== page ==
Combined Oral Contraceptive Pill
While not suitable for everyone and only available on prescription these drugs, for the right patients, are safe, they provide contraception, reduce blood loss by about 40 % and also reduce pain. They provide more flexible contraception compared to the levonorgestrel-releasing intrauterine system, possible side effects include mood changes, nausea, fluid retention and breast tenderness. The pill is not suitable for women who have had, or are at increased risk of, thrombosis.
Levonorgestrel-releasing intrauterine system (LNG-IUS)
The levonorgestrel-releasing intrauterine system (LNG-IUS) is a small plastic intrauterine device (IUD) that's inserted into your womb and slowly releases a hormone called progestogen. It reduces blood flow by over 90%. For the first three months or so the periods can be unpredictable but this settles down, other possible side effects include breast tenderness, and acne. It acts as an effective contraceptive and must be fitted and removed by a qualified health professional.
Norethisterone is a man-made progesterone. It's taken in tablet form, two to three times a day from days five to 26 of your menstrual cycle, counting the first day of your period as day one. It can reduce blood loss by up to 80%, but it is not an effective contraceptive, nor is it useful for patients trying to conceive as it can inhibit ovulation. Whereas the LNG-IUS can deliver a small dose of progesterone to the womb, the tablets are a higher dose, so the side effects of weight gain, breast tenderness and short-term acne can be troublesome.
Medroxyprogesterone acetate is another man-made progesterone, given by injection that is sometimes used to treat menorrhagia. Bleeding stops completely in 50% of women after a year, the injection has to be done every 12 weeks. It is an effective contraceptive but can have the same progestogen side effects of weight gain, bloating and breast tenderness.
UTERINE ARTERY EMBOLISATION (UAE) or MYOMECTOMY OR HYSTERECTOMY
For women with large fibroids and heavy menstrual bleeding, and other significant symptoms such as dysmenorrhoea or pressure symptoms, referral for consideration of surgery or UAE as first-line treatment is recommended by NICE in England and Wales.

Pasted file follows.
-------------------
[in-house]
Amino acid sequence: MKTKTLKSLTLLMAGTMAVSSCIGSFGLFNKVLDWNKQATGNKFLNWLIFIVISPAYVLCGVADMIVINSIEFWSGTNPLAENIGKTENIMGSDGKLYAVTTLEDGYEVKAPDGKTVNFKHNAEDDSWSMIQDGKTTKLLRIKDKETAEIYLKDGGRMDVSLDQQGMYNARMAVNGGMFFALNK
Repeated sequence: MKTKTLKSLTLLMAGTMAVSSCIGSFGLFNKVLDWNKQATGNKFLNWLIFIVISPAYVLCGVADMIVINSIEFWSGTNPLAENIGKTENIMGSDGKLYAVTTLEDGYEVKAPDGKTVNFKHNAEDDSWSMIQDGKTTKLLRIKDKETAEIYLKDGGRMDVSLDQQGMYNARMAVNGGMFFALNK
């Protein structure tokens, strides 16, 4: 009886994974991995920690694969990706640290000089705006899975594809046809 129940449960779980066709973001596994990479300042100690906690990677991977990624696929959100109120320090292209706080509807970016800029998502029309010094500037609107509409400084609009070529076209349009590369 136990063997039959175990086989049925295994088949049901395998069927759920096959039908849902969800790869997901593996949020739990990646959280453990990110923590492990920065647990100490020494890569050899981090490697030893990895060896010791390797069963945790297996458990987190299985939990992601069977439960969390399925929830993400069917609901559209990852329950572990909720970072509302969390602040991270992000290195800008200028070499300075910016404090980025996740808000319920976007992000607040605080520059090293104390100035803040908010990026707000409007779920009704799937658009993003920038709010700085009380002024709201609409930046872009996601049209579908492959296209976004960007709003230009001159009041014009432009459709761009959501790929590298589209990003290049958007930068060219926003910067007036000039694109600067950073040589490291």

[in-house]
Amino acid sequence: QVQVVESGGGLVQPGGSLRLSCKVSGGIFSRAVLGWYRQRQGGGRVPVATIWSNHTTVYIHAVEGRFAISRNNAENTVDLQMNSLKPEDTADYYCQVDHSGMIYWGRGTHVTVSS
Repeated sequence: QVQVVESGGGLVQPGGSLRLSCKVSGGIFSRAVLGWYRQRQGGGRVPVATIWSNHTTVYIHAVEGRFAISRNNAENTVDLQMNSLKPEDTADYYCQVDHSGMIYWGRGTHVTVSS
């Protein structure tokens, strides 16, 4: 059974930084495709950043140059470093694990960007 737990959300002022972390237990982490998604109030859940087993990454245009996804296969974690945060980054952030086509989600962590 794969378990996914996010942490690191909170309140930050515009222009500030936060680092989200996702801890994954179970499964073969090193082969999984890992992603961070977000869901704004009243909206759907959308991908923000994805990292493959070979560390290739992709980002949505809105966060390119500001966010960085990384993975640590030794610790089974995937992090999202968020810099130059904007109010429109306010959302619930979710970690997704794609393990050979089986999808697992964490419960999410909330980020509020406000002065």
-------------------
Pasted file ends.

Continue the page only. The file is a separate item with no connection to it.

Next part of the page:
UAE, myomectomy or hysterectomy should be considered in cases of heavy menstrual bleeding where large fibroids (greater than 3 cm in diameter) are present and bleeding is having a severe impact on a woman's quality of life.
When surgery for fibroid-related heavy menstrual bleeding is felt necessary then UAE, myomectomy and hysterectomy must all be considered, discussed and documented.
Women should be informed that UAE or myomectomy may potentially allow them to retain their fertility.
Lastly endometrial ablation is a technique that can be used to treat heavy periods by destroying most of your womb lining with heat, a laser or microwaves. It should stop heavy bleeding. It is fairly quick to perform and the patient can often go home the same day. The woman may experience vaginal bleeding and tummy cramps afterwards, which can last for a few days or weeks The womb lining may grow back, so repeat surgery may be needed Finally, attempting to get pregnant after endometrial ablation is not recommended because the risk of problems like miscarriage is high.
It is worth mentioning hysterectomy briefly., it is a big operation requiring a general anaesthetic and a couple or more days in hospital, as well as a period of time off work.
The rates of hysterectomy have traditionally been too high, but have fallen since the late 80s and 90s; most are performed in the NHS and there are variations around the country, between hospitals and surgeons. Our latest data in the UK indicates one in five women will have a hysterectomy before the age of 60, the rate in the US is closer to one in three! This reduction over time has come about because of less invasive endometrial (lining of the womb) ablation techniques, UAE, the use of the levonorgestrel-releasing intrauterine system (LNG-IUS), and increasingly familiarity with investigating and managing menorrhagia in primary care. That the rate of hysterectomy has fallen is good, that the rate is lower in the UK is good! Most hysterectomies are done for benign reasons, the operation is effective does improve quality of life and is generally cost effective but it is an operation with appreciable risk. The uterus in about half of hysterectomies is found to be normal.